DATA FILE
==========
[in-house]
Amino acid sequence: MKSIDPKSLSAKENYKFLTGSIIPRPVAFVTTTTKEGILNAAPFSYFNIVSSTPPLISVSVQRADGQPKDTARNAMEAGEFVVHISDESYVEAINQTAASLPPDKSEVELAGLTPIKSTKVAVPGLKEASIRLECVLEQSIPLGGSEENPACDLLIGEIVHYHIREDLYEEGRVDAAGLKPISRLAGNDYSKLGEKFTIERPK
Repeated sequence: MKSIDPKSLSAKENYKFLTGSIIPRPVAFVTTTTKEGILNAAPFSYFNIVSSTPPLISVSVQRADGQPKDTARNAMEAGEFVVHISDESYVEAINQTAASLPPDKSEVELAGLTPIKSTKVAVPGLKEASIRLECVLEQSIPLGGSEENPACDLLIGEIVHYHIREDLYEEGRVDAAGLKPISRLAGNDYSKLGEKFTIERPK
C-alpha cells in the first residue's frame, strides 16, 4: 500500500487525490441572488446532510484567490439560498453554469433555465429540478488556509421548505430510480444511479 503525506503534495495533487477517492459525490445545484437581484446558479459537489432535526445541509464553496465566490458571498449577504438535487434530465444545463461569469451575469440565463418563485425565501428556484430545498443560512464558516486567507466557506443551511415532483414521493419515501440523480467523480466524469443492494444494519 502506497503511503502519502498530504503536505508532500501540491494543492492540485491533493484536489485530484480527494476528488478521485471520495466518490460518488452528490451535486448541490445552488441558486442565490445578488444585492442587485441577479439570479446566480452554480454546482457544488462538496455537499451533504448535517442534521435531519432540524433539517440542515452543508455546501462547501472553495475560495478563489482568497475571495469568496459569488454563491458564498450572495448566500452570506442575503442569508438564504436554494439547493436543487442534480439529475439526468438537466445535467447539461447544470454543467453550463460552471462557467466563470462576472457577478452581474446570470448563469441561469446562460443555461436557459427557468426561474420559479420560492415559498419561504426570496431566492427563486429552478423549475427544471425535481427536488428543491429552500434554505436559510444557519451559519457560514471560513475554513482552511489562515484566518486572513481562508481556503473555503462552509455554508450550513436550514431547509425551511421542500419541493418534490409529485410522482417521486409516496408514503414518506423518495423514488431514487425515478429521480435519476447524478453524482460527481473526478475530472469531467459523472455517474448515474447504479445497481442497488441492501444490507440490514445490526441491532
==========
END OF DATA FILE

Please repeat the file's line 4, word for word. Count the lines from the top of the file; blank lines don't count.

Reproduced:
C-alpha cells in the first residue's frame, strides 16, 4: 500500500487525490441572488446532510484567490439560498453554469433555465429540478488556509421548505430510480444511479 503525506503534495495533487477517492459525490445545484437581484446558479459537489432535526445541509464553496465566490458571498449577504438535487434530465444545463461569469451575469440565463418563485425565501428556484430545498443560512464558516486567507466557506443551511415532483414521493419515501440523480467523480466524469443492494444494519 502506497503511503502519502498530504503536505508532500501540491494543492492540485491533493484536489485530484480527494476528488478521485471520495466518490460518488452528490451535486448541490445552488441558486442565490445578488444585492442587485441577479439570479446566480452554480454546482457544488462538496455537499451533504448535517442534521435531519432540524433539517440542515452543508455546501462547501472553495475560495478563489482568497475571495469568496459569488454563491458564498450572495448566500452570506442575503442569508438564504436554494439547493436543487442534480439529475439526468438537466445535467447539461447544470454543467453550463460552471462557467466563470462576472457577478452581474446570470448563469441561469446562460443555461436557459427557468426561474420559479420560492415559498419561504426570496431566492427563486429552478423549475427544471425535481427536488428543491429552500434554505436559510444557519451559519457560514471560513475554513482552511489562515484566518486572513481562508481556503473555503462552509455554508450550513436550514431547509425551511421542500419541493418534490409529485410522482417521486409516496408514503414518506423518495423514488431514487425515478429521480435519476447524478453524482460527481473526478475530472469531467459523472455517474448515474447504479445497481442497488441492501444490507440490514445490526441491532